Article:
As the AHL affiliate of their big-league Dallas namesake, the Texas Stars spared no time claiming their birthright. In its very first season—2009–10—the team conquered the Western Conference, hoisting the Robert W. Clarke Trophy and earning a place in the Calder Cup finals. Since every faceoff was past the newborn Stars’ bedtime, they ultimately fell short of the league championship, but they continue to entertain crowds of up to 6,800 at the Cedar Park Center.
Only a small number of kids who participate in gymnastics and cheerleading will go on to perform at a competitive or crime-fighting level. But All Stars Unlimited owner Nicole Ramirez believes the sport can be a positive experience for everyone, no matter how serious or long their commitment. In classes for everyone from 4-year-olds to adults, the gym helps students explore the fun of tumbling, gymnastics, and cheer. Those who want to dive into the sports' competitive side will also find at outlet at All Stars Unlimited. The gymnastics, show-cheer, and competitive-cheer teams travel to meets to show their stuff to fellow athletes.
As members of the NBA Development League, the Toros serve as the minor-league affiliate of the San Antonio Spurs, fostering the NBA's future stars from the moment they hatch from their locker-room cocoons. In 2012, the franchise won its first-ever D-League championship, spurred by the home crowd's raucous celebrations, which are led by the Capital City Dance Team and mascot Da Bull. As an extension of their commitment to developing young talent, the Toros also host youth development camps, providing players in grades 4–9 with the opportunity to develop their potential before high-school physics class teaches them that slam dunks are impossible.
Just like professional athletes, kids need to stay active during the off season. Enter Coach Celester Collier, head coach for Bowie High School. Working alongside his son, Coach Collier lends his expertise to young athletes during week-long day camps at SoccerZone South Austin's 35,000 sq. ft. indoor sports facility.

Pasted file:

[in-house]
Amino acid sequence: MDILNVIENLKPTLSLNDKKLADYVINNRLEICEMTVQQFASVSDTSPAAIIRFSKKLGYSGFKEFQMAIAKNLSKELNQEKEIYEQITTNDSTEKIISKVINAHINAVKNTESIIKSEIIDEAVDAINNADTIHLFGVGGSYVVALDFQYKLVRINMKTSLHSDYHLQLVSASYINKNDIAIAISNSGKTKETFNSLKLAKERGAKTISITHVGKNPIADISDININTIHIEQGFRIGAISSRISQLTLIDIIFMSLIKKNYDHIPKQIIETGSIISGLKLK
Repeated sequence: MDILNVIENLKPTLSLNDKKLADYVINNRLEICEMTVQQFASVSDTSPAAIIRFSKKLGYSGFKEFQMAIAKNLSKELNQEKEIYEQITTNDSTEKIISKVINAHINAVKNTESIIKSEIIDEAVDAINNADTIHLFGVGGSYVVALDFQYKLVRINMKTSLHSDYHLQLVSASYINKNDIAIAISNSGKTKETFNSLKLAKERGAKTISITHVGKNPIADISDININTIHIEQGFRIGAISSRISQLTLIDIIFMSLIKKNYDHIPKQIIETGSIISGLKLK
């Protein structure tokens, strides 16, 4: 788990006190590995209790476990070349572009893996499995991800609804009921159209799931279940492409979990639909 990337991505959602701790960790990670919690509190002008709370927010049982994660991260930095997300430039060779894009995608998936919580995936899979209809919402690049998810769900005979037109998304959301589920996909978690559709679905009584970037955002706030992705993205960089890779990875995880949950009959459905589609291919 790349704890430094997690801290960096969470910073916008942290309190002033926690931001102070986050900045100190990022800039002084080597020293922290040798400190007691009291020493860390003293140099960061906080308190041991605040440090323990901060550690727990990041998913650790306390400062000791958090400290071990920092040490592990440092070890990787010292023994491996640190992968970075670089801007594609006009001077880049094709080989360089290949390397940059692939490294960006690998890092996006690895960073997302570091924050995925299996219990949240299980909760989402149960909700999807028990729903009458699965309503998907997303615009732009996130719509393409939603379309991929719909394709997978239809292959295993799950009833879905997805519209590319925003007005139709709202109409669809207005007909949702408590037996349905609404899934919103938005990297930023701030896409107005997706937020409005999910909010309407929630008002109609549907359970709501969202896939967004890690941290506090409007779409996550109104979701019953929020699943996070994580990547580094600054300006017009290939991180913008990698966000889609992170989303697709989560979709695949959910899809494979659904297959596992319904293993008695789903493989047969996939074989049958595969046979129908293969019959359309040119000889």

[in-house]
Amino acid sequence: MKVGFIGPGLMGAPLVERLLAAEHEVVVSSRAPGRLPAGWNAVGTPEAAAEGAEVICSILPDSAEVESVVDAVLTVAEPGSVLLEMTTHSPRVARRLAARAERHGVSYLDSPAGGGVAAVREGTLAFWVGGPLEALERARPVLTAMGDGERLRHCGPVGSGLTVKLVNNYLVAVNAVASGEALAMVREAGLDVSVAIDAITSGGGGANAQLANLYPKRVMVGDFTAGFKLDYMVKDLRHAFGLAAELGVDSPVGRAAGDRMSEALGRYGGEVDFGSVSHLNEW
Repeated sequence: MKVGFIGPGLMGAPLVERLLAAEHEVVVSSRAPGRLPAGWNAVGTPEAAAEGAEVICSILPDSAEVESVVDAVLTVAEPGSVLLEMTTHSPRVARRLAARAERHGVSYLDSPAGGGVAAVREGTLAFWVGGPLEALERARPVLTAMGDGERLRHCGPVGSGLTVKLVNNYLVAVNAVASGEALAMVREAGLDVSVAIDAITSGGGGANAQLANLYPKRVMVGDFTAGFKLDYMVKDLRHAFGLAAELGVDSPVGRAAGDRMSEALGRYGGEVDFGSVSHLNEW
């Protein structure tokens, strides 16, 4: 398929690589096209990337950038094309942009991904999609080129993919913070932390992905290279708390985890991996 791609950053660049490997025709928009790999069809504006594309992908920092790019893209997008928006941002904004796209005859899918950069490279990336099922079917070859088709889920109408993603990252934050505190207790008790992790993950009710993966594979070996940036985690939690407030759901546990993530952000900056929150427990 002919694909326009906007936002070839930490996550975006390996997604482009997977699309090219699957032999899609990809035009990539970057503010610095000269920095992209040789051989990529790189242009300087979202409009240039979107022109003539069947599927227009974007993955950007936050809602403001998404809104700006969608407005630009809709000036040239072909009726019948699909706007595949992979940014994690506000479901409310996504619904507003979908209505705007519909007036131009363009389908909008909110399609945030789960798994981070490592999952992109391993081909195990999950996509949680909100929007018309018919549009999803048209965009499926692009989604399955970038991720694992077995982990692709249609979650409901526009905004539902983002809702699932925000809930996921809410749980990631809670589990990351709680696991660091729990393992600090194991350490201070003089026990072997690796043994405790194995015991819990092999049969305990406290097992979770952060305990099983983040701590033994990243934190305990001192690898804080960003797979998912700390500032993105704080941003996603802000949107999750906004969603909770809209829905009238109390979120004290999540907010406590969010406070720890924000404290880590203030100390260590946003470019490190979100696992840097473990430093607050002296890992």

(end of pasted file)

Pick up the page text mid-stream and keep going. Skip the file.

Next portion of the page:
Here, the coach takes campers through the fundamentals of basketball. He instructs and drills them on dribbling, passing, shooting, and rebounding. As a reward for their efforts, Coach Collier sends campers home with their own T-shirts and basketballs, which will one day hatch into team mascots.
Feel the thrill as last year's Southwest Division champs (and the only Austin-area women's football team) steamroll the opposition in true champion fashion, a feat made even more impressive by the fact that they do it in stilettos. Watch linebacker Sekethia "Gran' Ma Ma" Tejada, defensive lineman Jessica "Lieutenant Dan" Arispe, and quarterback Marisa "Cookie" Rivas take on all comers and some others who didn't even come but had it coming anyway. And don't expect any shortened fields, wussy tear-away flags, or altered rules just because the players have little use for a cup—this is straight-up football, right down to the earth-shaking QB sacks, high-flying Hail Marys, and tackles that pack their own crater.
The first major professional sports franchise in Austin, the Austin Aztex FC (football club) is currently off to a hot start in the USL Conference of the USSF D-2 Pro League. Led by forward Edward Johnson, who tallied five goals in the first seven games this season, the Aztex boast one of the most potent offenses in the division. Besides serving up thrilling athletic action that entertains families and short-armed kangaroos alike with dexterous footwork, the Austin Aztex will also pique fans' appetites for the footballing feast of the World Cup. Fans can choose from two different games, leaving their schedule flexible in case of surprise visits from long-lost siblings needing a blood transfusion.